Tuesday, February 09, 2010

Keep a Weather Eye on Europe

Ugly and uglier.

...The EU in totality must roll over or issue somewhat more than EUR 1.5 trillion in debt this year. The German Bund got pounded when the rumors started circulating that they were planning on bailing out Greece, and that of course will impact borrowing costs, which simply fuels a spiral

...unlike Greece, which has a GDP of EUR $261 billion, Spain's is EUR 1.134 trillion and Italy's EUR 1.406 trillion. Portugal and Ireland's economies are smaller, but they belie big problems, with the "best" indication being the external debt to GDP ratio.

Italy's is 127% (the US is running close to 100% at present), while Greece's is 161%. Spain's, on the other hand, is 171%. Germany, for all of its vaunted "strength", runs 178% of GDP, Portugal is at 214% and Ireland is running an unbelievable 1267%.

(Compare US external debt at ~100% of GDP. That's not good, but Ireland may already be a goner.)

...and don't look at Great Britain as a bastion of "fiscal responsibility" - they're over 400% - nor the Swiss, at 423%.

The Great Depression actually kicked off due to a failure of an Austrian bank.


J. Strupp said...

Ironically, these nations have something in common with the United States in the late 1920's.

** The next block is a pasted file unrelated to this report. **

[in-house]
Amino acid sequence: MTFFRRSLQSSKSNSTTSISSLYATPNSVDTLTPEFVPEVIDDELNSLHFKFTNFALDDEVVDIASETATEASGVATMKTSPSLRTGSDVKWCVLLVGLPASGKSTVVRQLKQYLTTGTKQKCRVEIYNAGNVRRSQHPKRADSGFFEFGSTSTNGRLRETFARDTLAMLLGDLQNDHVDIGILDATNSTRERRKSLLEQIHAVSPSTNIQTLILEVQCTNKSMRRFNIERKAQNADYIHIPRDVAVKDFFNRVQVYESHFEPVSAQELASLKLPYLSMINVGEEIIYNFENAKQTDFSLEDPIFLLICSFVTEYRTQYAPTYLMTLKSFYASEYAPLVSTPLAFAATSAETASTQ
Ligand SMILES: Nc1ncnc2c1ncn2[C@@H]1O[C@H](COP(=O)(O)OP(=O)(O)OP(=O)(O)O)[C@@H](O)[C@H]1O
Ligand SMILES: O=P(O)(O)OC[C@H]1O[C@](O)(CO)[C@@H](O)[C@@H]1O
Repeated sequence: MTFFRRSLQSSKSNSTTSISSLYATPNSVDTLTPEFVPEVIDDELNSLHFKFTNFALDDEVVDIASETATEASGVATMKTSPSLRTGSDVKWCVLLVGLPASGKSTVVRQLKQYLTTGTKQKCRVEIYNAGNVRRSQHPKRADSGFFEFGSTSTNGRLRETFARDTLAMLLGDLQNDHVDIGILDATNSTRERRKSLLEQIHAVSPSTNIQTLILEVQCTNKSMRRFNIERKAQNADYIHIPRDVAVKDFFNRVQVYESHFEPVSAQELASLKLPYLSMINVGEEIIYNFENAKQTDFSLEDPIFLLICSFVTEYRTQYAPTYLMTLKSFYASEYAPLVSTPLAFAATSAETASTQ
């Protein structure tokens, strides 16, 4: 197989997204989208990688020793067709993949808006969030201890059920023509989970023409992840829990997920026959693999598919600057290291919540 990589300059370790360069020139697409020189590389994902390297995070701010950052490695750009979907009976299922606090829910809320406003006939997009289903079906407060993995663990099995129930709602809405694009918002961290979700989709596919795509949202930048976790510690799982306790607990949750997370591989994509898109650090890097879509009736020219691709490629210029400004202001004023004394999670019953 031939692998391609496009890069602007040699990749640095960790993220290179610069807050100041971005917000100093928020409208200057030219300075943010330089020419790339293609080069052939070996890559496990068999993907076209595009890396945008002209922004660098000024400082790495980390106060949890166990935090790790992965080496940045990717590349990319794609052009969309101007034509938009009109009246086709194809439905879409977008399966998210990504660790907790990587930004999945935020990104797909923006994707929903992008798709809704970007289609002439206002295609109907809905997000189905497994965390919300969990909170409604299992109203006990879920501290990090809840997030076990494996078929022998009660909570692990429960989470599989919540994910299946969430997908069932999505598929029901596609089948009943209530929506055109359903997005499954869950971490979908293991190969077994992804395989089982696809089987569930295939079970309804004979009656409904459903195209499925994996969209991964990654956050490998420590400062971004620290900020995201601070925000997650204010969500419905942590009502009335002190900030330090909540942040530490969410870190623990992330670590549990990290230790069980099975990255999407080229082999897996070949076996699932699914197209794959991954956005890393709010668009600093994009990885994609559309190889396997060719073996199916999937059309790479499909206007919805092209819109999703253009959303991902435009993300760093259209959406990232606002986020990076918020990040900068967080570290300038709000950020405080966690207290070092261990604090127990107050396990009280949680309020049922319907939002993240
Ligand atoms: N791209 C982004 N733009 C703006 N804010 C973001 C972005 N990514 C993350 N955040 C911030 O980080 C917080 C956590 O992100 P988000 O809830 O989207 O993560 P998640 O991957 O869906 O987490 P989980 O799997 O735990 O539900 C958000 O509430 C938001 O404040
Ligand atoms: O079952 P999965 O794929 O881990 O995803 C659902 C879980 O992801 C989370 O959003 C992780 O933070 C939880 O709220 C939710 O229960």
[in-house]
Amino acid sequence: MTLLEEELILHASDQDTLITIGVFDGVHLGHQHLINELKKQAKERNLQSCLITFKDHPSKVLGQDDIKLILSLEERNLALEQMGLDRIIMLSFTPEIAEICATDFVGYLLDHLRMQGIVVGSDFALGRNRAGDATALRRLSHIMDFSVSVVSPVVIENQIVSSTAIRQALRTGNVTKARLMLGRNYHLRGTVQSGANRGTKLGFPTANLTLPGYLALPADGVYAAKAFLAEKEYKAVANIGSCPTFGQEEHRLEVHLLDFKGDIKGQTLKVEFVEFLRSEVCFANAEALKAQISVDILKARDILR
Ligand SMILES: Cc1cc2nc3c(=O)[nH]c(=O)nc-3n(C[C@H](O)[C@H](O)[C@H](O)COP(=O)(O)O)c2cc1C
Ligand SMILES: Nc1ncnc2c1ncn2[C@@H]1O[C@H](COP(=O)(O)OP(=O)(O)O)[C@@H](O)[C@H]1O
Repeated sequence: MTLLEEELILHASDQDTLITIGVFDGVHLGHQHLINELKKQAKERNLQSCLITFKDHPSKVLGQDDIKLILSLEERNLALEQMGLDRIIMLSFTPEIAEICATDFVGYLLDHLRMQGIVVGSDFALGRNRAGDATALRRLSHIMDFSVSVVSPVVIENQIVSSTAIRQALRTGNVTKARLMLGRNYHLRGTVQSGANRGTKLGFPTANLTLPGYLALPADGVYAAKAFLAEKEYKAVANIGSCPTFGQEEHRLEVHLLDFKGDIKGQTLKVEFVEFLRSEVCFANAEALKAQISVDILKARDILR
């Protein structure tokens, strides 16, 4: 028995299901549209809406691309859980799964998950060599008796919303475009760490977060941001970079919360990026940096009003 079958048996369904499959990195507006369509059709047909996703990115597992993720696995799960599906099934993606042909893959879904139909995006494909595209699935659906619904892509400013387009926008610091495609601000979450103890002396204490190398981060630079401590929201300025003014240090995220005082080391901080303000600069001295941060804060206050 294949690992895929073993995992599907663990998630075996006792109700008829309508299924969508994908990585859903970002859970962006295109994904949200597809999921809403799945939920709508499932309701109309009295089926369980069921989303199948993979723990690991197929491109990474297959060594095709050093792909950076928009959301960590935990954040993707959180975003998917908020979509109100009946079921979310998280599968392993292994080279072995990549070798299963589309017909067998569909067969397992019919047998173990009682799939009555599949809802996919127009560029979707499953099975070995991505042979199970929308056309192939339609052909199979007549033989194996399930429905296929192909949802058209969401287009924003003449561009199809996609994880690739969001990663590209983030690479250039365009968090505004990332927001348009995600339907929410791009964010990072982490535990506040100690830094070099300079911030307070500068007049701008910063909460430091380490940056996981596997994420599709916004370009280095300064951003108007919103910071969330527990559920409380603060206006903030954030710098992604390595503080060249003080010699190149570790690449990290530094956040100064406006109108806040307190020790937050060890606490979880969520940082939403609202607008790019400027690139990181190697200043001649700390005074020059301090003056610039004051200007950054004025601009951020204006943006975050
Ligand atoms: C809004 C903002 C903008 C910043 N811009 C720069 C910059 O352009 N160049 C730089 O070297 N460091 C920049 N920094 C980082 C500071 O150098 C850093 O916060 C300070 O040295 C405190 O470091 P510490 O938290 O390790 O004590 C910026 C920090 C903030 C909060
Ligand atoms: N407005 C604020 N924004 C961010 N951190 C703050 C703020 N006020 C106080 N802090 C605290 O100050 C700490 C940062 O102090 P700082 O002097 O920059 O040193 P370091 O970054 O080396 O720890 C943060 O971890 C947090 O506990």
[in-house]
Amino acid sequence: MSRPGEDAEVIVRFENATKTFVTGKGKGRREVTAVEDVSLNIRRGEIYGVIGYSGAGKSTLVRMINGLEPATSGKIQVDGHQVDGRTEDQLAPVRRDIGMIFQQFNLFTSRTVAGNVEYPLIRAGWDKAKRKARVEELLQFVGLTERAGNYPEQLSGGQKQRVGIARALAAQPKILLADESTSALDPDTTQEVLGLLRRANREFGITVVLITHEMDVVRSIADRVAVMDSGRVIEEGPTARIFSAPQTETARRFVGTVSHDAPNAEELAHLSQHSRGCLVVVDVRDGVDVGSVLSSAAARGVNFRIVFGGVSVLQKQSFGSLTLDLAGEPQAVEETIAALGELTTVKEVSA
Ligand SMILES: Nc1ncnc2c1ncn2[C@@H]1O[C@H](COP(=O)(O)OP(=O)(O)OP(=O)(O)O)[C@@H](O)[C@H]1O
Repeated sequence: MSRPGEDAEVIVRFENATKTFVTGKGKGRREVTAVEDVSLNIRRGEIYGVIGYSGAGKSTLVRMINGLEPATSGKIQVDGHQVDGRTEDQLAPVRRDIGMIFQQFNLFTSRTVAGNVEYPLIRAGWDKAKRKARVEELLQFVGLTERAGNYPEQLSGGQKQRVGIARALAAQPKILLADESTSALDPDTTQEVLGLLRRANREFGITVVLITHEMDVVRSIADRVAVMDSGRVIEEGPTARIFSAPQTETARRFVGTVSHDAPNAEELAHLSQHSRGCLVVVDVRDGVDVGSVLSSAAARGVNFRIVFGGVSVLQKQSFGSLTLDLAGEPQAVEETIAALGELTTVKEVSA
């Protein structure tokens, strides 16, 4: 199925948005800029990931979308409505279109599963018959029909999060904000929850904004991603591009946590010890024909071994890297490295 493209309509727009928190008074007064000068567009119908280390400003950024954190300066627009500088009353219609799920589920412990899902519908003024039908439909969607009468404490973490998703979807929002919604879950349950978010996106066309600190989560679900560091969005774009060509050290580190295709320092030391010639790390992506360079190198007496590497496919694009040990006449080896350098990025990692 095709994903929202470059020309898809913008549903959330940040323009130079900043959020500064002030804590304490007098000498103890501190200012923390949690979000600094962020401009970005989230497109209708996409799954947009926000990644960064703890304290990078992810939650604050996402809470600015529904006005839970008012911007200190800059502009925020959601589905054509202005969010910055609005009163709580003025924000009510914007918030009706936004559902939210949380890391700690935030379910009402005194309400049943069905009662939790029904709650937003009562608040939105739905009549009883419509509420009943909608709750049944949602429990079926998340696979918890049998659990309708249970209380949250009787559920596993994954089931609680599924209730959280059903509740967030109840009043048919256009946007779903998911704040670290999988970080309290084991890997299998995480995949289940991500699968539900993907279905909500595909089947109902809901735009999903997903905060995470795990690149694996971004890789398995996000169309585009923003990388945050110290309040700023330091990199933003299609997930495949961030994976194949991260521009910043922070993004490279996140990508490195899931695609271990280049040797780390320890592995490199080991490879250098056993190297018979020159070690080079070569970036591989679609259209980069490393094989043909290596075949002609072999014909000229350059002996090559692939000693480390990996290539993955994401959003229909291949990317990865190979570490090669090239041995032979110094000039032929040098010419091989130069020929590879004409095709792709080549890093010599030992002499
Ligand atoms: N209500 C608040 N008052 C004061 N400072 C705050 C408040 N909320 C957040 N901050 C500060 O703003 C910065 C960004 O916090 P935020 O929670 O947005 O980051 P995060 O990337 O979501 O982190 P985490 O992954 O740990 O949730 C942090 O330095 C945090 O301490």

Spain, Portugal, Greece and Italy are currently unable to effectively devalue their currency which has caused a deflationary spiral that has caused widespread unemployment and a ballooning fiscal crisis. Our adherance to the gold standard created these same deflationary effects in the early 30's and was the main reason we slipped into depression.

I had the opportunity to study the EMU in Vienna 8 years ago. This pending crisis in Europe is something I never thought I'd see in my lifetime. For the first time, I have serious doubts about the long term viability of the Euro in these southern European countries. You HAVE to have every tool possible to combat a crisis of this magnitude. The European monetary union appears to be in process of causing a depression that could eventually spread to more healthy nations in the Eurozone. I hope I'm wrong but I don't see how a country like Spain gets out of this mess while linked to the Euro. The Spanish are not going to tolerate 25% unemployment and the Germans aren't going to keep writing them checks.

Badger Catholic said...


GOR said...

"...but Ireland may already be a goner."

...and the rats are leaving the sinking ship. Foreign banks which flocked to Ireland to capitalize on the "Celtic Tiger" boom are shutting down left and right.

The latest, Royal Bank of Scotland (Ireland) (RBS itself was recently bailed out by the UK Govt. and Lloyds), just announced the closure of their 44 Halifax branches. Dutch-owned ACC Bank and Danish-owned National Irish Bank are also shuttering branches and bailing out.

Telling point: RBS (Ireland) was "the first to introduce 100% mortgages in Ireland."